Ski racing is an international, Olympic-recognized sport with a number of different iterations. Alpine skiing, freestyle skiing and nordic skiing all use different types of skis and equipment, with different types of clothing to suit the specific needs of each variation of the sport. Skiers also vary the equipment they wear based on the weather conditions they expect to face, because skiing takes place in uniquely harsh winter conditions with varying temperatures and precipitation. Ski clothing for races is all designed to fit closely, decreasing wind drag as you fly down the side of a ski slope.
Tight Fit is Not a Drag
Ski clothing is highly specialized, especially at the level of professional competition. Clothing companies often compete to develop speed suits that reduce wind drag by greater and greater coefficients. During the 2010 Winter Olympics, companies such as Spyder used wind tunnels to model the conditions of downhill skiing in order to develop smoother fabrics that shaved seconds off of skier's times through wind drag reduction. Ski clothing is usually made of a synthetic fabric such as Lycra and often has zippers that allow quick ventilation of excess heat. All skiing disciplines use ski goggles, which feature anti-fog lenses and straps that fit over ski helmets
Safe at Any Speed
Alpine skiing equipment retains the aerodynamic qualities of most ski outfits, but utilizes additional padding to protect the skier in the event of a crash. Alpine skiers wear helmets in practice and competition and use padded gloves and shin guards to prevent injury. Because skiers can regularly reach speeds of up to 80 mph, the protective equipment is essential. Alpine ski boots have a fixed heel, which is attached to the binding of the ski, a feature not found on Nordic skis.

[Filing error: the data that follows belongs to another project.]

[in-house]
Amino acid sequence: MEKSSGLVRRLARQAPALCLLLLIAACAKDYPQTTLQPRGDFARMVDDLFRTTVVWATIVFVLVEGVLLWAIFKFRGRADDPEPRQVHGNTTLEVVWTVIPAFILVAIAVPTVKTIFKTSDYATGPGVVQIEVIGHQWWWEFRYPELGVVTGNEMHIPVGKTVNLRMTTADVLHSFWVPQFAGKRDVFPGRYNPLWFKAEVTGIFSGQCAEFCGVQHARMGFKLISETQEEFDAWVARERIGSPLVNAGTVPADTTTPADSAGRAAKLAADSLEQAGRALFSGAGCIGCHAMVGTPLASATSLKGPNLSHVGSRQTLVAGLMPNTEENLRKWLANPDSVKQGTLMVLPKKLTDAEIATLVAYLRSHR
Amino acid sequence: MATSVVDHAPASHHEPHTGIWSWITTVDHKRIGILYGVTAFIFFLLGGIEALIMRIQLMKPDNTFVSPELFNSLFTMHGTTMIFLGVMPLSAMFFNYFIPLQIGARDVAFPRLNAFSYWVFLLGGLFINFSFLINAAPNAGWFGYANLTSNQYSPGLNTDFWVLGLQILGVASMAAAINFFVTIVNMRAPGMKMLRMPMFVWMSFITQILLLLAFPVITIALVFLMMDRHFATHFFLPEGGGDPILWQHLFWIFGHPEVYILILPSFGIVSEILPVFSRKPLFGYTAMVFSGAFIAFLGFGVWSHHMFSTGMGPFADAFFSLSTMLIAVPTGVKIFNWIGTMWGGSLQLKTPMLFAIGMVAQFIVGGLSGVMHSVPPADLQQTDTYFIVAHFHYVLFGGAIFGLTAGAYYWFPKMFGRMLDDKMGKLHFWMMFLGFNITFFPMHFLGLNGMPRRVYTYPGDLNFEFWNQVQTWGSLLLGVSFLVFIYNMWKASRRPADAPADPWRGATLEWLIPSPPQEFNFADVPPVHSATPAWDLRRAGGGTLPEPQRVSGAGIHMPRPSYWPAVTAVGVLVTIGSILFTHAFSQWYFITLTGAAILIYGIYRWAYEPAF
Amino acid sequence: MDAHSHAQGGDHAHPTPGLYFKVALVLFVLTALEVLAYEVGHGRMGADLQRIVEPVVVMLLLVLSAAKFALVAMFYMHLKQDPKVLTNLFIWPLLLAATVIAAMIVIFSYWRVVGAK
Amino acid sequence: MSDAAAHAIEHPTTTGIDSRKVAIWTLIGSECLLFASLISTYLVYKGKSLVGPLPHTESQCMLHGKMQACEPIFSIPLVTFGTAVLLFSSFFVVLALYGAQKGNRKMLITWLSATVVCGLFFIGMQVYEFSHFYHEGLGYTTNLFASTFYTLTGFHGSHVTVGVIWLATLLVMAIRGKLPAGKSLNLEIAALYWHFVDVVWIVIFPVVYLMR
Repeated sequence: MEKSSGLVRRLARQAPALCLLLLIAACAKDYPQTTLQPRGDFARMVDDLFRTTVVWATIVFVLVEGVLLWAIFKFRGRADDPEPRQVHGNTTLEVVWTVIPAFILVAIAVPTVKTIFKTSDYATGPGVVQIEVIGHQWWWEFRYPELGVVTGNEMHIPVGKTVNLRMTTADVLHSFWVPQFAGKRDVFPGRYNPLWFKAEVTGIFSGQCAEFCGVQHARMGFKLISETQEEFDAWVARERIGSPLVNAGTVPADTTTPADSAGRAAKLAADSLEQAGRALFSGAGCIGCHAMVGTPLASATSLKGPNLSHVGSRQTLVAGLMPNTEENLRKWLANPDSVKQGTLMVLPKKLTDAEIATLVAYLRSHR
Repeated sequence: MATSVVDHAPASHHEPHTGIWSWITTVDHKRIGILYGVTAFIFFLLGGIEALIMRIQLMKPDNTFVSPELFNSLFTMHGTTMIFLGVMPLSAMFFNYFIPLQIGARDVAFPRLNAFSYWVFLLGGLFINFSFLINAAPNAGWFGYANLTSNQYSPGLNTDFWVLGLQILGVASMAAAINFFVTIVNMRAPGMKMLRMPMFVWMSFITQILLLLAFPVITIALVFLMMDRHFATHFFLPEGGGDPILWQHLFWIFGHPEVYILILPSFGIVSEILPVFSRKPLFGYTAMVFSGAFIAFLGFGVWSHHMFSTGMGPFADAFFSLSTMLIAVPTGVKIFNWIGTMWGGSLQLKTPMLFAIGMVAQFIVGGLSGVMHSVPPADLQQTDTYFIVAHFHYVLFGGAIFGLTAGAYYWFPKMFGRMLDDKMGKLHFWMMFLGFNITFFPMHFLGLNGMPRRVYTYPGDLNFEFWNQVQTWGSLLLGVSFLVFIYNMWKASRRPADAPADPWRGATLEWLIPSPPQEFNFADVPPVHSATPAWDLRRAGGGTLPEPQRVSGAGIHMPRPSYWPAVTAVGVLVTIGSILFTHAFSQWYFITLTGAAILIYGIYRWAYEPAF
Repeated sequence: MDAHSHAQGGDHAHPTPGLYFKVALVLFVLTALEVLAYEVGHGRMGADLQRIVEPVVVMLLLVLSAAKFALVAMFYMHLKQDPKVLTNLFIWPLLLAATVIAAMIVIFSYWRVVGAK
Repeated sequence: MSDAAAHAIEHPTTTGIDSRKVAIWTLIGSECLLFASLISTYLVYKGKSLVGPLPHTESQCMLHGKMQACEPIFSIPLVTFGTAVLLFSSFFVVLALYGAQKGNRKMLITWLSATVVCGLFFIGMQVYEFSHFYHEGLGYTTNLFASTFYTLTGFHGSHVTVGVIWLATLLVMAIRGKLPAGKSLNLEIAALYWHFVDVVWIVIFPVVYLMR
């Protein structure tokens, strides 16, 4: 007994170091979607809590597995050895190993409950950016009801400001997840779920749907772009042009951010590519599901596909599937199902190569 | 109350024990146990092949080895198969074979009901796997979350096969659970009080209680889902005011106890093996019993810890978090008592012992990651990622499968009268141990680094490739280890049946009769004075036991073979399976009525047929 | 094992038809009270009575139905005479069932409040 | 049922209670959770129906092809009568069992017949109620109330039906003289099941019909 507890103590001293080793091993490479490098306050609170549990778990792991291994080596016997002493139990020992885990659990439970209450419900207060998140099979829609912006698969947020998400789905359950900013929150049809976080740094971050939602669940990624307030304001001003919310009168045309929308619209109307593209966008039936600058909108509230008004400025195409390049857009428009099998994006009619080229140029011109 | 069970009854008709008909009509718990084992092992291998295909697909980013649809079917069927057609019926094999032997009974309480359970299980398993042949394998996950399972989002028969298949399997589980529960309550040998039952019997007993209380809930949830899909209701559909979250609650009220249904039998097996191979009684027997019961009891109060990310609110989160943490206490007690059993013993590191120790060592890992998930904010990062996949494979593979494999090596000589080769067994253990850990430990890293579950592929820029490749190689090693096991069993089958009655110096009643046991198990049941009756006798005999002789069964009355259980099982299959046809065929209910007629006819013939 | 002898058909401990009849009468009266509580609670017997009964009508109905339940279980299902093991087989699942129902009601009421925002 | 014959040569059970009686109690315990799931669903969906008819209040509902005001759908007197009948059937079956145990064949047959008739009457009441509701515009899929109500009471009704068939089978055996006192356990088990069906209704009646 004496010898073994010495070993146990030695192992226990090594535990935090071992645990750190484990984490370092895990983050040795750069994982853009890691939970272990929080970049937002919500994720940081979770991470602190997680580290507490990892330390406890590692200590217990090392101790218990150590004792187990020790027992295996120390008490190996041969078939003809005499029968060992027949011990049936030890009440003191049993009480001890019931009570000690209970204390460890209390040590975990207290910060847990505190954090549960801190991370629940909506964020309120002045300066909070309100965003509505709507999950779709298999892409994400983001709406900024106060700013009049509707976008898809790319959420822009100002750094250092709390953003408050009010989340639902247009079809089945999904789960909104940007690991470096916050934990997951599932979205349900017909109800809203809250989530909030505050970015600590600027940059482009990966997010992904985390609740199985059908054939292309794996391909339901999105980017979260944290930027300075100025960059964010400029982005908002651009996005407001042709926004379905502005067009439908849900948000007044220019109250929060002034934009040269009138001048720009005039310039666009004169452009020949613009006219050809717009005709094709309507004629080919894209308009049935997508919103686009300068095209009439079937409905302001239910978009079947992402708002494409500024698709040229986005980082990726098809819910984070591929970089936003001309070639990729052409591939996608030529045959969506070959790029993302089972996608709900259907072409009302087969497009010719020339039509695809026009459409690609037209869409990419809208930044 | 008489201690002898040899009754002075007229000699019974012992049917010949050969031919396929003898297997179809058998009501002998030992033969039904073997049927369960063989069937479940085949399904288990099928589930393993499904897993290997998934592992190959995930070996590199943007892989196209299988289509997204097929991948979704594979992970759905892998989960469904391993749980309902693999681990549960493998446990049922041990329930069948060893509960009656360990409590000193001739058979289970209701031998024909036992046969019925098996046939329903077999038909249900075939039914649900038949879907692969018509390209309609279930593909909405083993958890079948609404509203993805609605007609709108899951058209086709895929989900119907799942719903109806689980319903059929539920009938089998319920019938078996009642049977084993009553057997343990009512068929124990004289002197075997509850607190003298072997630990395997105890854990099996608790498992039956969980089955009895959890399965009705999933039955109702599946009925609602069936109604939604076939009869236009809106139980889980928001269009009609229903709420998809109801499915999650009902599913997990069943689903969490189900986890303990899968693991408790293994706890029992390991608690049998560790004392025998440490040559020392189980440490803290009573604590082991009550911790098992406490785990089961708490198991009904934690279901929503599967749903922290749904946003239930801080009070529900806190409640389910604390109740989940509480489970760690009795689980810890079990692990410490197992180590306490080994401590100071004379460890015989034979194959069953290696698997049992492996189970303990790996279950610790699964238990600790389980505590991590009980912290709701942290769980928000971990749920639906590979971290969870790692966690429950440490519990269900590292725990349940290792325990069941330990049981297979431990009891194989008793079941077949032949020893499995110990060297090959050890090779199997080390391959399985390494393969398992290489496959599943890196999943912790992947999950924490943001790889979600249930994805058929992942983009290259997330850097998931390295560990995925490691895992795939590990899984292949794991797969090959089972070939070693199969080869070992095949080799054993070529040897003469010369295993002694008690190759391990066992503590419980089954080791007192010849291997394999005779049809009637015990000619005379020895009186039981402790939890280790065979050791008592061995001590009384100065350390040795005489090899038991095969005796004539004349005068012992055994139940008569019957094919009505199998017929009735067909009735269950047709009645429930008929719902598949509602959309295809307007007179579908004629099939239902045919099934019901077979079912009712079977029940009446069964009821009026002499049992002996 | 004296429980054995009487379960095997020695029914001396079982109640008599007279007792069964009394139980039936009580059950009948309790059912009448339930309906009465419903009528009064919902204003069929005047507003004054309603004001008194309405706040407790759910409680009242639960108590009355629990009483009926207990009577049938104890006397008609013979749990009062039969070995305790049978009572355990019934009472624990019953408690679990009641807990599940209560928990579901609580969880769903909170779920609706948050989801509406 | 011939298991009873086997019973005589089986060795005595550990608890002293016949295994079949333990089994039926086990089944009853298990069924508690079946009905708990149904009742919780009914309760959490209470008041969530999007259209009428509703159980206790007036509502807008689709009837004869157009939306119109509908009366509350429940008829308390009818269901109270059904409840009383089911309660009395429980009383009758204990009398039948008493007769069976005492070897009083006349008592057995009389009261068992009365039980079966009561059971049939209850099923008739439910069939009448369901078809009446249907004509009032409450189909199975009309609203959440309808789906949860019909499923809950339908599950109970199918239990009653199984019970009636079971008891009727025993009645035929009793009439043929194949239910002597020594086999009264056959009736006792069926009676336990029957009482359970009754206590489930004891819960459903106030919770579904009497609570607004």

Nordic skiers dress for cross-country travel, and have ski boots that don't have a fixed heel. This allows the skier to move uphill more efficiently, since the terrain in Nordic skiing isn't always predictably downhill. Nordic skiers utilize compression to encourage circulation to key muscle groups, and their uniforms often feature more weather resistance and insulation than an alpine skier. Nordic skiers don't always use helmets and padding, although skiers who practice jumping will almost always wear a helmet as crash protection.
Feel Free to Show Off Your Style
Freestyle skiing is focused primarily on skill and precision on jumps, half-pipes and obstacles, rather than on speed and endurance. The clothing worn is substantially looser, although fabrics will still be made from high-tech moisture and temperature regulating fabrics. Loose fitting insulated jackets and pants are often used, and padding on the shins, knees, elbows and hands as well as a helmet are a standard for competition. Freestyle skiers are most similar to snowboarders in their clothing choices.
Max Roman Dilthey is a science, health and culture writer currently pursuing a master's of sustainability science. Based in Massachusetts, he blogs about cycling at MaxTheCyclist.com.